That is all.
exploring the expansive seas of the library world
Several questions instantly popped up for me (and I’m sure more will as I continue thinking about it) – how do you determine what books are going to be selected for this machine? Hot topics? Best seller lists? New releases?
Also, does it require multiple copies of a book, or can you expand your selection by having only one copy of each title? Is this just for big library use, or is this something smaller libraries could use? I can only imagine the cost since even basic book drop bins can cost hundreds of dollars or more.
As for the book return, since the book is inside a cassette box, how can it tell what item is being returned? If the barcode or identifying scan is on the cassette, how can you be sure the correct book is put into the correct case? What is the item check out limit per patron?
Today is the first day of Graduate school. Officially. Oh my!
Luckily, I’m already ‘in the mode’ thanks to the onsite orientation about two weeks ago. Since then, I’ve cleaned and organized my artroom, cleared a space where I can easily read and write, and where tools and supplies are readily accessible. Maybe I’m one of those people, but for a little over a week now I’ve been watching the first few lectures, completed my first reading assignment, and taken notes (…and taken notes, and taken notes…)
I’ve been keeping up to date with the 23 things blog on SLJ, but I haven’t been posting response entries because they’re skills I’m already utilizing so it’s not as high a priority to sit down and write a reflection post when there’s other more pressing things that need to get done before I really have no time to do them now that school has started.
As a personal goal, however, I would like to continue blogging as I continue my studies; and I am sure the crunched time will help me to focus and write down what it is I want to say without having to take the long way to get there. READ: I want to make a habit of shorter entries. (“and there was much rejoicing… ALL: yay! yay!”)
Happy School Days, everyone!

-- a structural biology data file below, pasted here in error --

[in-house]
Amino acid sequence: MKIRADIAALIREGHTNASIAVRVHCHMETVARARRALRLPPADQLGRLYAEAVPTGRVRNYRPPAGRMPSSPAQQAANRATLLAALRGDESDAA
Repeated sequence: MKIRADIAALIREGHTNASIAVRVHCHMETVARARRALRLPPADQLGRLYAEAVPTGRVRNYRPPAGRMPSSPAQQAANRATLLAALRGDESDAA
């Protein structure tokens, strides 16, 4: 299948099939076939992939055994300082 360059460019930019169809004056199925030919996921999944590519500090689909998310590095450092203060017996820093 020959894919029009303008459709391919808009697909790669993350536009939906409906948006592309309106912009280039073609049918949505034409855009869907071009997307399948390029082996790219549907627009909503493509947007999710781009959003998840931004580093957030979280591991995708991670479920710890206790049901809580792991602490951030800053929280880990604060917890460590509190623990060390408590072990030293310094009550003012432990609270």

I’ve created several variations of the MerLibra trading card… but this is the only one you’ll ever see online.
My favorite one was me sitting and reading in a bathtub (clothed, mind you! with tank top and shorts!) with books lining the baseline of the tub, but seeing my bare arm and a bare knee bent up, well… while still done in good taste, it was still somewhat boudoir reminiscent, leading minds to where they need not go.
So here I am relaxing in my artroom, reading the Almighty Dorothy Parker.
I’m sooooo going to have to make a card of my SigOth!
When we talk about Privacy Issues today, it seems we are so consumed by the politically fueled current events of terrorism and the Patriot Act that we forget other dangerously close to home (at your doorstep) reasons to protect each others right to privacy. (I’ll warn you – this isn’t a cheerful post.)
For the most part, we believe in the goodness of other people and we inherently put our faith in that integrity which may or may not exist. It’s easy to get carried away with posting pictures… there’s so many things that make us happy and we desire to joyfully share with others. Acquiring people’s permissions become a fuzzy memory when they wind up in fun snap shots; it is sometimes difficult to reign ourselves in when we might need to double check if we’ll inadvertently provide enough detail to remove or destroy our privacy (or that of others).
I have always been hesitant to post photos online because unlike writing, photos are very tangible things that can easily erase the ability to be anonymous. Perhaps it’s my own experiences with abuse – either directly as a someone who recovered, or indirectly as a protective educator.
When I was a intern teacher in a public school, we had to post pictures and names of students with care. We had a student who was part of a foster family, and several others throughout the school who lived in divorced families. In a library setting, I was approached by a patron who was a foster-care parent. To help insure the privacy and protection of the children in their care, they requested that the children’s last names not be written on the little paper name tags that would be posted on one of the walls inside the library.